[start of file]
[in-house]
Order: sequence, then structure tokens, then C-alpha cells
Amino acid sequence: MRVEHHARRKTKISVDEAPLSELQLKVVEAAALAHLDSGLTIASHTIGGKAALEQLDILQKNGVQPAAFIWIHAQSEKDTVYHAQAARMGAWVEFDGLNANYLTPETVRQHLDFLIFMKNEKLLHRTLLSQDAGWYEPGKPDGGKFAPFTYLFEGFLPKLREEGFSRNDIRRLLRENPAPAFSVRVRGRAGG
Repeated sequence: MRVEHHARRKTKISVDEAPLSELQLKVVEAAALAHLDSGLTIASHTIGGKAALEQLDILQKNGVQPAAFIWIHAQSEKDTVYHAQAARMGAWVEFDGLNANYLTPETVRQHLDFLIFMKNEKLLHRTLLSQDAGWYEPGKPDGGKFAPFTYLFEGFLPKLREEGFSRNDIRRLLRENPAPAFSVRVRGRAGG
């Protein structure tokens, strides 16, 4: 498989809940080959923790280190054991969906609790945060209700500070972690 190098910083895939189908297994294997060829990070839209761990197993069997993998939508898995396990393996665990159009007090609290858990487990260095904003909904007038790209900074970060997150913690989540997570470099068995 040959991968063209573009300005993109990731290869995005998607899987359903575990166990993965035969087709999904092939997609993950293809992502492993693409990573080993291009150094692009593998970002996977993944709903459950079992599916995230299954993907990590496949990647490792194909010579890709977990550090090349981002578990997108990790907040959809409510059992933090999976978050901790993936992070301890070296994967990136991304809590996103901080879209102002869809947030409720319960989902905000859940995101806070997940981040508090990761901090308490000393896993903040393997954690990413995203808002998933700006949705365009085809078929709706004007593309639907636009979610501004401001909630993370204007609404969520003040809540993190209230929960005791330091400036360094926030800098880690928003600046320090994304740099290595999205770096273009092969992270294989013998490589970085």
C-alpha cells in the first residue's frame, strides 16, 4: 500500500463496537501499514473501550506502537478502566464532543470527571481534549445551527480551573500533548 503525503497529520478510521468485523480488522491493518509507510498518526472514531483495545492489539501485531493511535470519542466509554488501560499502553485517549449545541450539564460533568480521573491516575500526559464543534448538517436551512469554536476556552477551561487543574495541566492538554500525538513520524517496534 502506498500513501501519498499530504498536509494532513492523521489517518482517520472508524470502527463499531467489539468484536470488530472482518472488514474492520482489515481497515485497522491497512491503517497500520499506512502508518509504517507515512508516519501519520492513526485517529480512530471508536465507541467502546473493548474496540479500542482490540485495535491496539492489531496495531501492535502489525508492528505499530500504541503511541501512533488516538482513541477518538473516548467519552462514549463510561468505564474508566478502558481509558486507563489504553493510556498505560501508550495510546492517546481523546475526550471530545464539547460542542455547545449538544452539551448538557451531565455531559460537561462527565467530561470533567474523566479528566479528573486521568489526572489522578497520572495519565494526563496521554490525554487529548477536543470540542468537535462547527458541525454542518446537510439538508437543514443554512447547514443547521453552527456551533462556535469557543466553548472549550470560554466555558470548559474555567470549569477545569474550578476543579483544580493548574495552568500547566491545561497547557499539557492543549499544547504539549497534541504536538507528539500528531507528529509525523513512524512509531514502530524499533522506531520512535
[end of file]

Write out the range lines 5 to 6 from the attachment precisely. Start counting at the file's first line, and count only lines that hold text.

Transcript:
């Protein structure tokens, strides 16, 4: 498989809940080959923790280190054991969906609790945060209700500070972690 190098910083895939189908297994294997060829990070839209761990197993069997993998939508898995396990393996665990159009007090609290858990487990260095904003909904007038790209900074970060997150913690989540997570470099068995 040959991968063209573009300005993109990731290869995005998607899987359903575990166990993965035969087709999904092939997609993950293809992502492993693409990573080993291009150094692009593998970002996977993944709903459950079992599916995230299954993907990590496949990647490792194909010579890709977990550090090349981002578990997108990790907040959809409510059992933090999976978050901790993936992070301890070296994967990136991304809590996103901080879209102002869809947030409720319960989902905000859940995101806070997940981040508090990761901090308490000393896993903040393997954690990413995203808002998933700006949705365009085809078929709706004007593309639907636009979610501004401001909630993370204007609404969520003040809540993190209230929960005791330091400036360094926030800098880690928003600046320090994304740099290595999205770096273009092969992270294989013998490589970085």
C-alpha cells in the first residue's frame, strides 16, 4: 500500500463496537501499514473501550506502537478502566464532543470527571481534549445551527480551573500533548 503525503497529520478510521468485523480488522491493518509507510498518526472514531483495545492489539501485531493511535470519542466509554488501560499502553485517549449545541450539564460533568480521573491516575500526559464543534448538517436551512469554536476556552477551561487543574495541566492538554500525538513520524517496534 502506498500513501501519498499530504498536509494532513492523521489517518482517520472508524470502527463499531467489539468484536470488530472482518472488514474492520482489515481497515485497522491497512491503517497500520499506512502508518509504517507515512508516519501519520492513526485517529480512530471508536465507541467502546473493548474496540479500542482490540485495535491496539492489531496495531501492535502489525508492528505499530500504541503511541501512533488516538482513541477518538473516548467519552462514549463510561468505564474508566478502558481509558486507563489504553493510556498505560501508550495510546492517546481523546475526550471530545464539547460542542455547545449538544452539551448538557451531565455531559460537561462527565467530561470533567474523566479528566479528573486521568489526572489522578497520572495519565494526563496521554490525554487529548477536543470540542468537535462547527458541525454542518446537510439538508437543514443554512447547514443547521453552527456551533462556535469557543466553548472549550470560554466555558470548559474555567470549569477545569474550578476543579483544580493548574495552568500547566491545561497547557499539557492543549499544547504539549497534541504536538507528539500528531507528529509525523513512524512509531514502530524499533522506531520512535